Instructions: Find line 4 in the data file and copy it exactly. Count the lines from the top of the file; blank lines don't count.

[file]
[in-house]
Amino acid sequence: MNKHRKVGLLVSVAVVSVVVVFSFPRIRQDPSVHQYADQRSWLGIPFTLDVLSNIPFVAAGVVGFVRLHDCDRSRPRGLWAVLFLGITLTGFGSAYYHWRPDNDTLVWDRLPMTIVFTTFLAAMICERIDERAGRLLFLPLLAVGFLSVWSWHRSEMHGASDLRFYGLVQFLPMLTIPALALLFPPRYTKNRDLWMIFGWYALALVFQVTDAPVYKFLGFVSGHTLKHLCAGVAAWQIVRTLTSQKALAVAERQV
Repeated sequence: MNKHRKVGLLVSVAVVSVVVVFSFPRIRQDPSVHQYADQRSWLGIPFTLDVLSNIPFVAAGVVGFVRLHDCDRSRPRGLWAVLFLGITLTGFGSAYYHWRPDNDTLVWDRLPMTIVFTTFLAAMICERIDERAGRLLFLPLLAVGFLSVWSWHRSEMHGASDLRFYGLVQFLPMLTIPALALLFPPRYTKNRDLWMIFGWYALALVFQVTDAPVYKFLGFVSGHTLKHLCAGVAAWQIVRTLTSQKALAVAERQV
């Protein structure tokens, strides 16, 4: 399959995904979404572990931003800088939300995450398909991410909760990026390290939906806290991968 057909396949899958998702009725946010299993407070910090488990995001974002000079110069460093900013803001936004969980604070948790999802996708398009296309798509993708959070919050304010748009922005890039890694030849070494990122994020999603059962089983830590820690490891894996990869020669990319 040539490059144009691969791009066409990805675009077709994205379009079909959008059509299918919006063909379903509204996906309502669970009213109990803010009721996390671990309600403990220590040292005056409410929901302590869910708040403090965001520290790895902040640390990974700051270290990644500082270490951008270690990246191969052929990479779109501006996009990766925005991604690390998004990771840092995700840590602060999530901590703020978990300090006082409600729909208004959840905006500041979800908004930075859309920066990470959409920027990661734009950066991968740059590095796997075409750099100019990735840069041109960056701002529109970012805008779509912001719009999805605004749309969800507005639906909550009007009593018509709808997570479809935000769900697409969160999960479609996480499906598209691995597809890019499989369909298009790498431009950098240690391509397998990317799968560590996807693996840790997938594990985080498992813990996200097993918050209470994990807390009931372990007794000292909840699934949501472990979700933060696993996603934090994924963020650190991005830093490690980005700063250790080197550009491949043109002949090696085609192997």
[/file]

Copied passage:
């Protein structure tokens, strides 16, 4: 399959995904979404572990931003800088939300995450398909991410909760990026390290939906806290991968 057909396949899958998702009725946010299993407070910090488990995001974002000079110069460093900013803001936004969980604070948790999802996708398009296309798509993708959070919050304010748009922005890039890694030849070494990122994020999603059962089983830590820690490891894996990869020669990319 040539490059144009691969791009066409990805675009077709994205379009079909959008059509299918919006063909379903509204996906309502669970009213109990803010009721996390671990309600403990220590040292005056409410929901302590869910708040403090965001520290790895902040640390990974700051270290990644500082270490951008270690990246191969052929990479779109501006996009990766925005991604690390998004990771840092995700840590602060999530901590703020978990300090006082409600729909208004959840905006500041979800908004930075859309920066990470959409920027990661734009950066991968740059590095796997075409750099100019990735840069041109960056701002529109970012805008779509912001719009999805605004749309969800507005639906909550009007009593018509709808997570479809935000769900697409969160999960479609996480499906598209691995597809890019499989369909298009790498431009950098240690391509397998990317799968560590996807693996840790997938594990985080498992813990996200097993918050209470994990807390009931372990007794000292909840699934949501472990979700933060696993996603934090994924963020650190991005830093490690980005700063250790080197550009491949043109002949090696085609192997």